BRIDGE

Cape Breton Post - - IN MEMORIAM / LIFESTYLES - Au­thor: Dave Wil­lis - visit his web­site at www.in­side­bridge.ca Ques­tions on bridge can be sent with a stamped, self-ad­dressed en­ve­lope to The New Cana­dian Bridge c/o Torstar Syn­di­ca­tion Ser­vices, One Yonge St., Toronto, M5E 1E6.

South won the ten to con­tinue with the club three for the four, ten and king. East switched to the ten of spades cov­ered by the jack and queen. The heart exit was taken by the king and was fol­lowed by the club seven for the queen and ace. De­clarer crossed to the nine of clubs to lead a diamond for the king and ace. East re­turned a spade as part­ner scored two more spades and the game drifted down one, N-S -100.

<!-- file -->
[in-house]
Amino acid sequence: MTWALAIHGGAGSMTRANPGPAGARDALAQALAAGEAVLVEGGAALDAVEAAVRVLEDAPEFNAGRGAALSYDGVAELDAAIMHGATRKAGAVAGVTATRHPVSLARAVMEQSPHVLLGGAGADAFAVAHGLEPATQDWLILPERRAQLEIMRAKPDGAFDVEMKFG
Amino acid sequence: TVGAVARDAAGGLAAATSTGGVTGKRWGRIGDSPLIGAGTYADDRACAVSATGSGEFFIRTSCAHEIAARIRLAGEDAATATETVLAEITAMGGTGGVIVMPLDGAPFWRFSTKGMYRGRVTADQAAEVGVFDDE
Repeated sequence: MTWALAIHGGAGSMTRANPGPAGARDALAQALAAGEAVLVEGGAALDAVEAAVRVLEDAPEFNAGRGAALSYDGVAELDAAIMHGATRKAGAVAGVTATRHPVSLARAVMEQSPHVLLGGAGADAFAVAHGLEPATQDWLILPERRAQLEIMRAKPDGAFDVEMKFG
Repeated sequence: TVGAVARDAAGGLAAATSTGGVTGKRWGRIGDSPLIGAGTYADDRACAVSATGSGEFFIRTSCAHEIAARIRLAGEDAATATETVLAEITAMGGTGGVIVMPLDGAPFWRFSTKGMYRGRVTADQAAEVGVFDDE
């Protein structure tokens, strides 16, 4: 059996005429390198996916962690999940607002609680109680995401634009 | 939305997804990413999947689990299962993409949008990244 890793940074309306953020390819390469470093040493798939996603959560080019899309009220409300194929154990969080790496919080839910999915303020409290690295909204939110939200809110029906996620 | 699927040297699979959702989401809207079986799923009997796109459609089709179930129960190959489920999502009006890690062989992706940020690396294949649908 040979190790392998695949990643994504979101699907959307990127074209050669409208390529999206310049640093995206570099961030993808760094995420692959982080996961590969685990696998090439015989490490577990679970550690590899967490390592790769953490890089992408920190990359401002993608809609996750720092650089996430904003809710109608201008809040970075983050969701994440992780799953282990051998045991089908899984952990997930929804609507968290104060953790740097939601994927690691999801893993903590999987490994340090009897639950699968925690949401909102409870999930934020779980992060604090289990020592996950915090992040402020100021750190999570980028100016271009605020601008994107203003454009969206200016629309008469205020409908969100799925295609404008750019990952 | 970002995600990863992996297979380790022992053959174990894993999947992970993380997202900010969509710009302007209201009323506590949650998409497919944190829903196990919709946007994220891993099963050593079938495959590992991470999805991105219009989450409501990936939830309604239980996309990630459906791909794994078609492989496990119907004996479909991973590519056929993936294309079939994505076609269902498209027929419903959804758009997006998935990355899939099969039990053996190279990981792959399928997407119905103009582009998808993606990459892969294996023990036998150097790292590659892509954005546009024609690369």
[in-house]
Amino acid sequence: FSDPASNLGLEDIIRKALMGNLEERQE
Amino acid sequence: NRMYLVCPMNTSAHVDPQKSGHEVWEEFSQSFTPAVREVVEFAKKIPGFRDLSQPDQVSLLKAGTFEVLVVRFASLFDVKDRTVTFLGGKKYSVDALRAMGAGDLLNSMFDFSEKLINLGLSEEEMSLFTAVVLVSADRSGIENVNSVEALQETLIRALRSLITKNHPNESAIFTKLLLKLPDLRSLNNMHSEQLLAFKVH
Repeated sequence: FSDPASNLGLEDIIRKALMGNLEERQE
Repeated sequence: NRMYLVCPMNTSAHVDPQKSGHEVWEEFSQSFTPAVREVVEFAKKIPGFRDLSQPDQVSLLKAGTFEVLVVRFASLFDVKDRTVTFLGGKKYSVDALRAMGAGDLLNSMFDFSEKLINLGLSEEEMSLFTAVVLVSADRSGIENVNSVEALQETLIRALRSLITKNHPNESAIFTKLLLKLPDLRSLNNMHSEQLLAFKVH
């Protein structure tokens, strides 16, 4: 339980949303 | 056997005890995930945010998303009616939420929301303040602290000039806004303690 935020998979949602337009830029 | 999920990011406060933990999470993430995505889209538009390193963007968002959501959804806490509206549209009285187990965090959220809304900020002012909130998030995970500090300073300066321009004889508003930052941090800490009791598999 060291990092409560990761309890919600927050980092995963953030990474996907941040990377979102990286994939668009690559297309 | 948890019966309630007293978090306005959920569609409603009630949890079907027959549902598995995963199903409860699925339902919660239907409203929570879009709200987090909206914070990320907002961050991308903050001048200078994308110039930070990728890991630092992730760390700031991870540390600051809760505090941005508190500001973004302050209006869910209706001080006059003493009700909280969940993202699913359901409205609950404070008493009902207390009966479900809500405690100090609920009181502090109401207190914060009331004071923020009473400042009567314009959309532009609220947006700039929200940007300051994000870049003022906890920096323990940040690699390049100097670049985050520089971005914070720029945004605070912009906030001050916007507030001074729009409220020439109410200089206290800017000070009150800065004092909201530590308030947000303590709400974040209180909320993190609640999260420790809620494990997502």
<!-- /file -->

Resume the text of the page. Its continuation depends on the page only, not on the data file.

The Ital­ians long ago em­ployed a Ro­man Two Diamond open­ing (17-24 HCP) to show a three- suited hand such as North's. This con­ven­tion fell into obliv­ion un­til it was res­ur­rected with a much lower range. Some part­ner­ships nowa­days play Mini- Ro­man show­ing 11-15 HCP with a three-suited hand. The dis­tri­bu­tion can be 4,4,4,1 or 5,4,4,0. North had per­formed well to de­scribe his pat­tern with­out the aid of Mini-Ro­man. The two club re­bid was a white lie since he did not own a fifth diamond. When part­ner re­bid two spades, he con­tin­ued with three hearts pin­point­ing the spade short­ness but also dis­clos­ing a strong hand. He could not hold five di­a­monds and four hearts as he would have re­versed into hearts at his sec­ond turn. South could, there­fore, con­clude that part­ner's dis­tri­bu­tion was 1,4,4,4 and opted for the ninet­rick game.

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